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Hoffmann, R. A wiki for the life sciences where authorship matters. Nature Genetics (2008)

Dephosphorylation of cyclin-dependent kinases by type 2C protein phosphatases.

Activating phosphorylation of cyclin-dependent protein kinases (CDKs) is necessary for their kinase activity and cell cycle progression. This phosphorylation is carried out by the Cdk-activating kinase ( CAK); in contrast, little is known about the corresponding protein phosphatase. We show that type 2C protein phosphatases (PP2Cs) are responsible for this dephosphorylation of Cdc28p, the major budding yeast CDK. Two yeast PP2Cs, Ptc2p and Ptc3p, display Cdc28p phosphatase activity in vitro and in vivo, and account for approximately 90% of Cdc28p phosphatase activity in yeast extracts. Overexpression of PTC2 or PTC3 results in synthetic lethality in strains temperature-sensitive for yeast CAK1, and disruptions of PTC2 and PTC3 suppress the growth defect of a cak1 mutant. Furthermore, PP2C-like enzymes are the predominant phosphatases toward human Cdk2 in HeLa cell extracts, indicating that the substrate specificity of PP2Cs toward CDKs is evolutionarily conserved.[1]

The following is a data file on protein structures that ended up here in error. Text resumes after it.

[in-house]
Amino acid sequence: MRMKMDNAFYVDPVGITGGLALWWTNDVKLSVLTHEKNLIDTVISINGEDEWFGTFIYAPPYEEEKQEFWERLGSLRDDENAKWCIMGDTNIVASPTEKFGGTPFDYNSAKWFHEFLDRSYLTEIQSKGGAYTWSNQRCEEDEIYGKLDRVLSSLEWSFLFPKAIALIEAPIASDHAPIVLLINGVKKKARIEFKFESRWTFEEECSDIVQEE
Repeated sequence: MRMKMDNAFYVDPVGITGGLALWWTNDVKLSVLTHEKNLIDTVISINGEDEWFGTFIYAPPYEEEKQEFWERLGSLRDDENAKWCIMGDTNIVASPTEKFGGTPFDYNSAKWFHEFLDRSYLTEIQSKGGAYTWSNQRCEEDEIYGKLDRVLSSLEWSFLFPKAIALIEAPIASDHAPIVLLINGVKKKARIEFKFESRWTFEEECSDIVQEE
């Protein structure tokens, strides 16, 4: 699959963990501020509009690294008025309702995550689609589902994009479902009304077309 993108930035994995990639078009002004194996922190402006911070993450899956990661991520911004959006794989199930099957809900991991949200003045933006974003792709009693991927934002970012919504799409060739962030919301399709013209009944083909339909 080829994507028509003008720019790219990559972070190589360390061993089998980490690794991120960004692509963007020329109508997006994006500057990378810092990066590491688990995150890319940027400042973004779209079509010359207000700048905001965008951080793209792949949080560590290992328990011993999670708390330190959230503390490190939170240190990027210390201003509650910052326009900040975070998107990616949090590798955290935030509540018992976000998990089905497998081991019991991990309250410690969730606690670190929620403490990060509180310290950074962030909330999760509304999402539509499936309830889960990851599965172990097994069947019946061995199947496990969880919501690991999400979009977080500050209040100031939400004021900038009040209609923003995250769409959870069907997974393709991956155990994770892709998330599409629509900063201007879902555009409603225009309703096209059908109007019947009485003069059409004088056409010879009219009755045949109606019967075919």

1. Dephosphorylation of cyclin-dependent kinases by type 2C protein phosphatases. Cheng, A., Ross, K.E., Kaldis, P., Solomon, M.J. Genes Dev. (1999) [Pubmed]
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